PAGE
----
Pandemic positives: businesses are innovating; so should their insurers
Some UK firms are booming despite the Covid-19 downturn, producing new products and experiencing fresh demand as supply chains become more localised.
From making gin to selling hand sanitiser, Covid is transforming businesses fast. There’s no doubt about it, we are in a time of great change, tipping many business assumptions on their head.
Many companies are struggling to survive, through no fault of their own, in sectors shut down overnight by life under lockdown. But others are showing themselves able to adjust, fill new gaps in the market, and innovate in previously unexpected ways.
Many manufacturers have switched to products suddenly in demand. Demand for masks and ventilators has led to production lines suddenly retooled. It feels akin to the war economy experienced by our grandparents’ generation, switching factories from cars and consumer goods, to rolling out tanks, uniforms, guns and planes.
High streets and shopping malls have been shut down across the country. Retailers with online businesses are now solely reliant on their digital channel to drive revenues. And their online customers are suddenly more sensitive to whether the items they buy from e-tailers are being shipped from the UK or China.
Bars and restaurants have closed during social distancing, but delivery food businesses are enjoying huge demand from customers stuck indoors. Some eateries have made the switch to make what money they can. Breweries and distilleries have switched production to manufacture hand sanitiser to meet seemingly insatiable demand.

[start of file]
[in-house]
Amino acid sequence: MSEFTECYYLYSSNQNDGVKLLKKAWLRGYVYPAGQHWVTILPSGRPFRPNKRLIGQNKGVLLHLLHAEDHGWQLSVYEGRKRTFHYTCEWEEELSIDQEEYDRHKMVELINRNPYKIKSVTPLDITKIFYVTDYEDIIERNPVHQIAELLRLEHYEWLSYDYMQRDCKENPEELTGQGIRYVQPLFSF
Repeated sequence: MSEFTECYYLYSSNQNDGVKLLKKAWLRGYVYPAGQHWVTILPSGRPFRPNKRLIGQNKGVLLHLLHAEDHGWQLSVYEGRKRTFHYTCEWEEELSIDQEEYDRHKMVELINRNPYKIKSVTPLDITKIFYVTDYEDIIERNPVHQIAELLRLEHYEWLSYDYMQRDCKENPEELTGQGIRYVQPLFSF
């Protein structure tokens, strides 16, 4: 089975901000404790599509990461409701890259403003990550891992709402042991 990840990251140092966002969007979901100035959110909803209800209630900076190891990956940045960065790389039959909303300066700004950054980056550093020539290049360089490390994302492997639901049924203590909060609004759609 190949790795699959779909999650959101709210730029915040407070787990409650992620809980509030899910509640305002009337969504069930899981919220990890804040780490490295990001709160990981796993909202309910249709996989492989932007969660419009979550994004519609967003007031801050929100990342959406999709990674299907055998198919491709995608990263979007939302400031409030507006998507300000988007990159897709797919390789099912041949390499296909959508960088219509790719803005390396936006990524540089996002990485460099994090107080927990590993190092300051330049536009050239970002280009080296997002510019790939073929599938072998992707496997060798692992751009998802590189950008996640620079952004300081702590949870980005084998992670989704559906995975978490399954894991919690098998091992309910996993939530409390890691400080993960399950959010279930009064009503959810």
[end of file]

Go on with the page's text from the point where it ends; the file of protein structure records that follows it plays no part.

A recent poll by the Office of National Statistics revealed 24% of 6,171 responding UK businesses had temporarily closed or paused trading for the period 23 March to 5 April 2020. The relatively good news, thus far, was that only 0.3% reported permanently ceasing trading.
Businesses need an agile approach to navigate these changing tides. The 2020 pandemic has acted as a catalyst for the most unpredictable changes experienced in generations.
Government support, loans and furlough is keeping many firms alive, but can only be temporary, and provides no answer for how to keep heads above water in the downturn and enduring changes to the economy expected to follow the pandemic itself.
Insurance is not renowned for innovation or sudden change, but the industry needs to continue to support the clients that provide the revenue that pays for claims. Their risk is our risk.
Any business that overhauls its business model overnight, or completely changes the products it manufactures, is accepting great risk as the price of innovation, because conditions necessitate it.
Insurance likes to think of itself as a socially useful corner of finance, as a promise to pay, in order to make risk taking possible, and keeping business models sustainable. It’s important to maintain those bonds of trust.
On that basis, it’s almost a moral imperative for insurers to continue to support their clients during this transformative period. If changing business models and products now involve changing risks, that will need to involve some compromise by insurers and insureds. It will probably mean some changes in the coverages that businesses are buying and insurers are offering.